The Washington PostDemocracy Dies in Darkness

A D.C. therapist waits (and waits) on mail containing at least $45,000

Cynthia Killough describes a frustrating search for answers from the U.S. Postal Service

A pedestrian passes the 14th Street Post Office in Washington, D.C. on April 22, 2020. (Bonnie Jo Mount/The Washington Post)

As a child, Cynthia Killough would grab an extra Popsicle for her mail carrier and head outside to greet him. She knew exactly when to expect him.

Now, as an adult who works in D.C., Killough has grown used to opening her office mailbox and finding nothing for weeks.

Since May, she has received only three pieces of mail.

For many people, that might not be concerning. But Killough works as a psychologist in Dupont Circle and relies on her mail to get paid. Insurance companies and clients often mail her checks, and by her count, more than $45,000 has not reached her.

“There is this huge batch of mail for me that is just sitting somewhere,” she told me on a recent morning.

Or maybe it isn’t sitting somewhere. Maybe it’s been destroyed. Maybe it’s been sent on a slow journey back to senders. The truth is, Killough doesn’t know what happened to her mail, despite spending this summer in a series of exchanges with U.S. Postal Service officials, trying to get answers.

“It’s been so hard to figure out what’s happening,” she said. “No one knows where my mail is.”

Killough now keeps a growing word document titled “USPS SAGA” that contains detailed notes of her interactions with U.S. Postal Service employees. It shows her making repeated phone calls, getting advice from her former mail carrier, visiting two local post offices, once during a lightning storm, and exchanging emails with officials.

Mostly, though, it shows someone losing faith in the U.S. Postal Service. Killough relies on technology for many parts of her business and is now moving to a more complete electronic billing system. Sure, she could have done that sooner, but it’s not an easy process. It requires changing billing software that allows her to handle complicated insurance breakdowns, paying additional fees and asking clients to adjust their practices. She also didn’t think she had to.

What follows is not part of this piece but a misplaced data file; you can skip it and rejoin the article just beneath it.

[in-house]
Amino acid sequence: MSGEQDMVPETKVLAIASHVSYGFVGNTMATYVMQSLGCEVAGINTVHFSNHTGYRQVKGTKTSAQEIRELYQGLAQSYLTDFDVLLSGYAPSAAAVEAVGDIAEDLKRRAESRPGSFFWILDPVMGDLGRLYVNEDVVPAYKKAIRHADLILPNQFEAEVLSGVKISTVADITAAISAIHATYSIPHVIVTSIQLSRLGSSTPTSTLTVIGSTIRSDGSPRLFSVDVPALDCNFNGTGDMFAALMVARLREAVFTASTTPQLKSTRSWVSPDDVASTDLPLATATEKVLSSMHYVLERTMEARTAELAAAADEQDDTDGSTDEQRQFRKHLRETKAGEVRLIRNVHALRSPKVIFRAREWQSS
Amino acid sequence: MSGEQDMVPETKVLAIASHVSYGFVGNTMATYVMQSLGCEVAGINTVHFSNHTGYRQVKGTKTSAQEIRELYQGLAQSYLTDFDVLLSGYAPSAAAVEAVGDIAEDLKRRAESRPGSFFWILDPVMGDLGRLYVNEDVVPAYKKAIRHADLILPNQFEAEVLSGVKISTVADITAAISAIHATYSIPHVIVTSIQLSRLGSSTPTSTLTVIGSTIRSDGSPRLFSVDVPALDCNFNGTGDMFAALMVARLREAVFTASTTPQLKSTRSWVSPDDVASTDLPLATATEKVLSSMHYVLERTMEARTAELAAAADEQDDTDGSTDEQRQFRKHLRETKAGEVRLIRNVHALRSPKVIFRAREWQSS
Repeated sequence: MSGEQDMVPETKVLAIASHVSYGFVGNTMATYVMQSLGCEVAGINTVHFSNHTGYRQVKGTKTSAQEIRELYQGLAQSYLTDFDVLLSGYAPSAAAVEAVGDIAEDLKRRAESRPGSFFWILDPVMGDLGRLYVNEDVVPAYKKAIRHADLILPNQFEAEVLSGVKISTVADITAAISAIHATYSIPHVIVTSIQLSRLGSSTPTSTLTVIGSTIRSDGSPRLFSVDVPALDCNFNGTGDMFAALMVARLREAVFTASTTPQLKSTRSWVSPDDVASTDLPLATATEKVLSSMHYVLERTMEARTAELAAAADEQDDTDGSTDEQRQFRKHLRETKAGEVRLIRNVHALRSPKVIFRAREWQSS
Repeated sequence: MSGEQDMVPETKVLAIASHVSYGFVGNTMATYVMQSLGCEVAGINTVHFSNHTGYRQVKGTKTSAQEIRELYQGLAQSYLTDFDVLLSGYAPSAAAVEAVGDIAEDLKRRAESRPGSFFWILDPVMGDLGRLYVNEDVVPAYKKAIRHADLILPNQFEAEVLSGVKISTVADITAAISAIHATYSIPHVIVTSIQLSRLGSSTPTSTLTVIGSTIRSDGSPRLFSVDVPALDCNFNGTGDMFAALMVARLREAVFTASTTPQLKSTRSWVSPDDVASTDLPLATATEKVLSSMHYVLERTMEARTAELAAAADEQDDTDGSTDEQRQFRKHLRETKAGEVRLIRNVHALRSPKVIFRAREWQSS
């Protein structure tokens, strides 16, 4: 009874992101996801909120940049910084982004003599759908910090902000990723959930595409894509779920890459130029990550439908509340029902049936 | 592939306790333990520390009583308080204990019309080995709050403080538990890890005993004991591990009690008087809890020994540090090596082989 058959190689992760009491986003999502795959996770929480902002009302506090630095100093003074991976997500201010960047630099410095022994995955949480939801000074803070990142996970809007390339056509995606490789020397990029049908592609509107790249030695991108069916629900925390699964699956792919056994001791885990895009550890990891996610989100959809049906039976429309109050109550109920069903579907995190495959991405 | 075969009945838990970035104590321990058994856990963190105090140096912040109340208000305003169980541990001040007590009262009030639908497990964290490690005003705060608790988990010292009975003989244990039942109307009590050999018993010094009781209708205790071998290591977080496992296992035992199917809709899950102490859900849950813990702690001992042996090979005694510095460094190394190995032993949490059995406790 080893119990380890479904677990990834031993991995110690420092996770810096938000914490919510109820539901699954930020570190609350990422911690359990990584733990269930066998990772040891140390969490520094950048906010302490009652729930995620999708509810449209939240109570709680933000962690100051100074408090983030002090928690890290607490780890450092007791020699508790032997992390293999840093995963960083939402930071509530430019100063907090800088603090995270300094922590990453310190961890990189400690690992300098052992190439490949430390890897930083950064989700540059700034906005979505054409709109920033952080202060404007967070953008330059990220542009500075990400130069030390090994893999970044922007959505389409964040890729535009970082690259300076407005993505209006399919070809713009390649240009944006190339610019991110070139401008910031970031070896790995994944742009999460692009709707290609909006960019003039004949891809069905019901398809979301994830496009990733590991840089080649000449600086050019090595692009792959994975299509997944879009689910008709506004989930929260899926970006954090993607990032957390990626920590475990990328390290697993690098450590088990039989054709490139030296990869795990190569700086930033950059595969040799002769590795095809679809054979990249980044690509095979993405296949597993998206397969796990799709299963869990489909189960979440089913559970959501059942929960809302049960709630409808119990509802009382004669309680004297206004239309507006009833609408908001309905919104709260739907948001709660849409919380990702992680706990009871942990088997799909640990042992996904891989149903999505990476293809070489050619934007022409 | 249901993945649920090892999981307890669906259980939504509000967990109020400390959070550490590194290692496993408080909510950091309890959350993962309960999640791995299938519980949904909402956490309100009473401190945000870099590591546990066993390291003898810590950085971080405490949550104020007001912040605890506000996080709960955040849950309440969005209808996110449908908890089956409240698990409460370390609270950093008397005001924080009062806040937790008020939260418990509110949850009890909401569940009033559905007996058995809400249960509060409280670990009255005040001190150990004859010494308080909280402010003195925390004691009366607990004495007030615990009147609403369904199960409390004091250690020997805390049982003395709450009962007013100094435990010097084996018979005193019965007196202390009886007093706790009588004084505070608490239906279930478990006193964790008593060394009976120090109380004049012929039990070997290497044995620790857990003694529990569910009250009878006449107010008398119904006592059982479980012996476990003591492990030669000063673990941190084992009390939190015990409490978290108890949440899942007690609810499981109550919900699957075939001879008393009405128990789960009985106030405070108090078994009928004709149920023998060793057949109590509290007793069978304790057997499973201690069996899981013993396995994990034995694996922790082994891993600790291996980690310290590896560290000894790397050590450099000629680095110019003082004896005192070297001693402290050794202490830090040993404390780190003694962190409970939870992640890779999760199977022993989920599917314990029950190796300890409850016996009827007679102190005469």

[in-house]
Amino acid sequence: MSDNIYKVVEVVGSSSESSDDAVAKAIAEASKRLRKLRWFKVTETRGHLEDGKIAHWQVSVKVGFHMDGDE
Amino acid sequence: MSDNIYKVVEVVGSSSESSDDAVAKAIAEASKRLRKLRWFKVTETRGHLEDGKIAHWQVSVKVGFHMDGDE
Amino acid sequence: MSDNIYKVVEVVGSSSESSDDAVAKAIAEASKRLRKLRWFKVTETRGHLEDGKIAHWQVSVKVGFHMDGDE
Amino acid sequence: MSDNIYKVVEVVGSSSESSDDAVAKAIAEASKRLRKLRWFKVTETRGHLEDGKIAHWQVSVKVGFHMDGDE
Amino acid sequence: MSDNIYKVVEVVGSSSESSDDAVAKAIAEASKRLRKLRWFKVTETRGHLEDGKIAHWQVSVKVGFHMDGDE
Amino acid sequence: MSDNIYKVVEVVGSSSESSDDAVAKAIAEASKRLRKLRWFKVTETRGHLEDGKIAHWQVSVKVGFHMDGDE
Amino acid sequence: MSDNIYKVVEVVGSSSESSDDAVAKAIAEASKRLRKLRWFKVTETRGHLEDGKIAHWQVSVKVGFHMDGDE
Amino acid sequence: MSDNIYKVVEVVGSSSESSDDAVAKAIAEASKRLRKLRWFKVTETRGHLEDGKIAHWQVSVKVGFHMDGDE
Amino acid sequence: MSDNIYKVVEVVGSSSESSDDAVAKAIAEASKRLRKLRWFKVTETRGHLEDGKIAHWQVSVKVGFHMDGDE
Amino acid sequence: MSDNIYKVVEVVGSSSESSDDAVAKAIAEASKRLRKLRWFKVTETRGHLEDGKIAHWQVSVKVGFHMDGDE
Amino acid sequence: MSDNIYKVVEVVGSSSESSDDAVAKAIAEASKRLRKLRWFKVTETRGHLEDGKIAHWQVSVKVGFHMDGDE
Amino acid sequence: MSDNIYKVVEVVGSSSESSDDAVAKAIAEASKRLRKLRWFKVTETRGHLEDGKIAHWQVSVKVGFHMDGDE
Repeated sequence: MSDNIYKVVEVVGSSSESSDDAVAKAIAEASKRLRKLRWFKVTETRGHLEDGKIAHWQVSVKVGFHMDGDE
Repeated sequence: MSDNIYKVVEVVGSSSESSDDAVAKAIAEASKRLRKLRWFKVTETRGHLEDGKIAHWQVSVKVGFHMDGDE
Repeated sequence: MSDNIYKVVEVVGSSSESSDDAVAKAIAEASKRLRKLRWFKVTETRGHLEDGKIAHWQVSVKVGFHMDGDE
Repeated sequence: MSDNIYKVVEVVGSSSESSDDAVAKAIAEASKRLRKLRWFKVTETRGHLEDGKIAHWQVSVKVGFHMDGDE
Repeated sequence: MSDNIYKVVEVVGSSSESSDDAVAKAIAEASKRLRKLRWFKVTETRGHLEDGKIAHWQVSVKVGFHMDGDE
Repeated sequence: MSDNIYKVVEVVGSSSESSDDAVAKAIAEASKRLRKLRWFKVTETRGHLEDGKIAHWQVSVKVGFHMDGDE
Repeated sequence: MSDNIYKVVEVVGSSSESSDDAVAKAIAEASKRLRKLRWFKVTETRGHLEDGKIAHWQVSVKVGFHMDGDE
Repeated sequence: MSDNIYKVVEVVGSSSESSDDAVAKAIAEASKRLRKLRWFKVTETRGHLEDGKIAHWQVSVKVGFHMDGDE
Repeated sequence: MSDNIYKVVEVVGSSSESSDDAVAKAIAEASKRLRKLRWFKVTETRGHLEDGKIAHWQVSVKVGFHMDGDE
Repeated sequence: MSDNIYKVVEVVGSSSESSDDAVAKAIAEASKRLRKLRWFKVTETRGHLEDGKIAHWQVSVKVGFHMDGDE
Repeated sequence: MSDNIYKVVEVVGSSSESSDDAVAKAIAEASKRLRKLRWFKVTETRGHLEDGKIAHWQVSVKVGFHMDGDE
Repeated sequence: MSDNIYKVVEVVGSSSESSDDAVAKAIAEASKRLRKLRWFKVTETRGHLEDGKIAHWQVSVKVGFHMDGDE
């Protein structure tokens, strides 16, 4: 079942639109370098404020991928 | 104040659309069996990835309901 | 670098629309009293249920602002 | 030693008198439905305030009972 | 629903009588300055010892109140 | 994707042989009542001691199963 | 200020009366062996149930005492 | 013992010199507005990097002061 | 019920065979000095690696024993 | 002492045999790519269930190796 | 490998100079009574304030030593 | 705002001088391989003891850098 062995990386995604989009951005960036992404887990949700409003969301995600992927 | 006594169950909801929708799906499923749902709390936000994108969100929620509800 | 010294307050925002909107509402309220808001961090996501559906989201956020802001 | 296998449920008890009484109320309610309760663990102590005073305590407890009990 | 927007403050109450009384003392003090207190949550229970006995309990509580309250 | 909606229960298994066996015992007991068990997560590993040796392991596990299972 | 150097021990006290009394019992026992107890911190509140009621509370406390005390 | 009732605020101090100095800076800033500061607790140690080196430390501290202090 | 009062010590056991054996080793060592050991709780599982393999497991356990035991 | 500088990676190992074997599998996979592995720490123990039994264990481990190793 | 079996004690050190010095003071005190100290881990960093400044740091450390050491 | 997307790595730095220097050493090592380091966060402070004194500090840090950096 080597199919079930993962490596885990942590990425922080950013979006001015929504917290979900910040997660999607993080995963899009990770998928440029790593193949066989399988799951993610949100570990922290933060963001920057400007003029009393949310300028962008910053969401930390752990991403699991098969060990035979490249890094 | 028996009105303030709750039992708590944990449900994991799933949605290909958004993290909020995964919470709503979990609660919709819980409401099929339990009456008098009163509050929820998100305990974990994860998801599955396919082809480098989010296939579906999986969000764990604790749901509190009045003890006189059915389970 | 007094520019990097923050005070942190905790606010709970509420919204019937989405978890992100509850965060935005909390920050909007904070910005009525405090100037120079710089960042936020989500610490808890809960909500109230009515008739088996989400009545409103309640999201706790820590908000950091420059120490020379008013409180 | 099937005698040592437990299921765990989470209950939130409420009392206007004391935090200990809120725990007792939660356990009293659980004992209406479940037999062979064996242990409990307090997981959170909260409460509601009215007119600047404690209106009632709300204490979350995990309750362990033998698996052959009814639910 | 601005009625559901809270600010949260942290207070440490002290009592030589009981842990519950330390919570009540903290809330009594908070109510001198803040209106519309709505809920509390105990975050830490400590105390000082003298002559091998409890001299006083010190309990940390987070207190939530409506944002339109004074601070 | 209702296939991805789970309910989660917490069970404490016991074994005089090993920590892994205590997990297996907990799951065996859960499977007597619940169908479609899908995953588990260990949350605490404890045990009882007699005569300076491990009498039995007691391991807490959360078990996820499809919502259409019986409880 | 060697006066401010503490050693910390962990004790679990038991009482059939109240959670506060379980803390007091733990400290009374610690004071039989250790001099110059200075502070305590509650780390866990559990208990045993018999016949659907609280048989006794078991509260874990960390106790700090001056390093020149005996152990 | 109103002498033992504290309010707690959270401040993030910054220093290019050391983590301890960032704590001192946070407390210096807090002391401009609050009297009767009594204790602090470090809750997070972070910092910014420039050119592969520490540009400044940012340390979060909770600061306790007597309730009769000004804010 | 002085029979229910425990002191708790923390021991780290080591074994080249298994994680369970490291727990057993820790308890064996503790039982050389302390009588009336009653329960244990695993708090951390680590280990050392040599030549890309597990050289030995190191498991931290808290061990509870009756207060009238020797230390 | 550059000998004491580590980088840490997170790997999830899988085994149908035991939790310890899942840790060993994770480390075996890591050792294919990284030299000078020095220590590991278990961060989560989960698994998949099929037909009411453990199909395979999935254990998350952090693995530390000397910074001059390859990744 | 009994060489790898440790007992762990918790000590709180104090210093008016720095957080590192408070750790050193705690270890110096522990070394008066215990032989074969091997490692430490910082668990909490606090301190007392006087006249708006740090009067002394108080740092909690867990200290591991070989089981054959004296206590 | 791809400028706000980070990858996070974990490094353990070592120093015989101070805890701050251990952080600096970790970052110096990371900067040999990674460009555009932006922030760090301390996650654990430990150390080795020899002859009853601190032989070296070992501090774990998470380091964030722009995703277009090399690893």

In her notes, she addresses why she didn’t grow alarmed sooner by her empty mailbox. She explains that the pandemic slowed mail delivery and writes, “Plus, for the first 54 years of my life I TRUSTED the USPS.”

“I don’t think the point is, ‘Why don’t you do everything electronically?’” she told me. “I think the point is that this huge part of the reliable American infrastructure is not reliable anymore. That’s huge, and especially the older you are, I think that’s a blow to your faith in this infrastructure.”

Killough agreed to share her story because she wants to find out what happened to her missing mail. She also recognizes that her situation is not isolated. “What if you’re 80 and it was your social security check?” she said.

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Mail delivery issues in D.C. are not a new source of grumbling. On Tuesday, Del. Eleanor Holmes Norton (D-D.C.) met with Chief Postal Inspector Gary Barksdale to talk about mail theft in the city. And in April, the congresswoman sent a letter to Postmaster General Louis DeJoy addressing reports of undelivered and delayed mail throughout the city.

“My constituent services office has approximately 130 cases of mail problems open with USPS, at least a quarter of which have been open for almost a year or longer,” the letter read.

Her letter continued: “In response to one of my recent letters to USPS regarding mail issues in D.C., USPS indicated that delays in delivery were due to employee leave during the pandemic, along with problems of retention of the local supplemental workforce. We are no longer in the same situation with the pandemic that we were at that time, so it is not clear why delivery issues persist.”